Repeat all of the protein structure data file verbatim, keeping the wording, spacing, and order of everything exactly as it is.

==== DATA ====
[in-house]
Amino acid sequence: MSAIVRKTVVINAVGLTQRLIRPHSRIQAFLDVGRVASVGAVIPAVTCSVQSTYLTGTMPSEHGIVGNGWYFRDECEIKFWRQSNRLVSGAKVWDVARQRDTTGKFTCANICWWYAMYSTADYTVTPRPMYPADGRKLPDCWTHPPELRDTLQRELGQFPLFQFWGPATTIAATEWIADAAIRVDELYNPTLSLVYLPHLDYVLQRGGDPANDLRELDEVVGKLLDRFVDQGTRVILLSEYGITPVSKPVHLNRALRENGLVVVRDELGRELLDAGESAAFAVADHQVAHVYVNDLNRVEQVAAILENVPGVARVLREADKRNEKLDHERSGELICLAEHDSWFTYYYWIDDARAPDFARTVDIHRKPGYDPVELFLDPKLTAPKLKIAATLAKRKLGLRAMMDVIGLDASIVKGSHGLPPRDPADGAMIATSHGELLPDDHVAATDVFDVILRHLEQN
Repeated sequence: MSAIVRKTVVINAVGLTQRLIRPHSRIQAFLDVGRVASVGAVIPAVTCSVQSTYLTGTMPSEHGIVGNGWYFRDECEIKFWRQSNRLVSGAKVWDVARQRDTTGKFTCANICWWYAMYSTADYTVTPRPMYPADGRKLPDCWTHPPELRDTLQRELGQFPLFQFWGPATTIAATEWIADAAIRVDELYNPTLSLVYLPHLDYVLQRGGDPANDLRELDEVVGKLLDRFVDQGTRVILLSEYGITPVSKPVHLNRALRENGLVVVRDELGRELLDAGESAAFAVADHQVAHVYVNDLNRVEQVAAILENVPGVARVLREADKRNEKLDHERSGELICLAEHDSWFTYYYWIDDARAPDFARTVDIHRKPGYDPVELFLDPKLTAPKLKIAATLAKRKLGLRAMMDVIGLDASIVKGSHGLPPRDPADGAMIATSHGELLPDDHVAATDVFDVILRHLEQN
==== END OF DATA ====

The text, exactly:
[in-house]
Amino acid sequence: MSAIVRKTVVINAVGLTQRLIRPHSRIQAFLDVGRVASVGAVIPAVTCSVQSTYLTGTMPSEHGIVGNGWYFRDECEIKFWRQSNRLVSGAKVWDVARQRDTTGKFTCANICWWYAMYSTADYTVTPRPMYPADGRKLPDCWTHPPELRDTLQRELGQFPLFQFWGPATTIAATEWIADAAIRVDELYNPTLSLVYLPHLDYVLQRGGDPANDLRELDEVVGKLLDRFVDQGTRVILLSEYGITPVSKPVHLNRALRENGLVVVRDELGRELLDAGESAAFAVADHQVAHVYVNDLNRVEQVAAILENVPGVARVLREADKRNEKLDHERSGELICLAEHDSWFTYYYWIDDARAPDFARTVDIHRKPGYDPVELFLDPKLTAPKLKIAATLAKRKLGLRAMMDVIGLDASIVKGSHGLPPRDPADGAMIATSHGELLPDDHVAATDVFDVILRHLEQN
Repeated sequence: MSAIVRKTVVINAVGLTQRLIRPHSRIQAFLDVGRVASVGAVIPAVTCSVQSTYLTGTMPSEHGIVGNGWYFRDECEIKFWRQSNRLVSGAKVWDVARQRDTTGKFTCANICWWYAMYSTADYTVTPRPMYPADGRKLPDCWTHPPELRDTLQRELGQFPLFQFWGPATTIAATEWIADAAIRVDELYNPTLSLVYLPHLDYVLQRGGDPANDLRELDEVVGKLLDRFVDQGTRVILLSEYGITPVSKPVHLNRALRENGLVVVRDELGRELLDAGESAAFAVADHQVAHVYVNDLNRVEQVAAILENVPGVARVLREADKRNEKLDHERSGELICLAEHDSWFTYYYWIDDARAPDFARTVDIHRKPGYDPVELFLDPKLTAPKLKIAATLAKRKLGLRAMMDVIGLDASIVKGSHGLPPRDPADGAMIATSHGELLPDDHVAATDVFDVILRHLEQN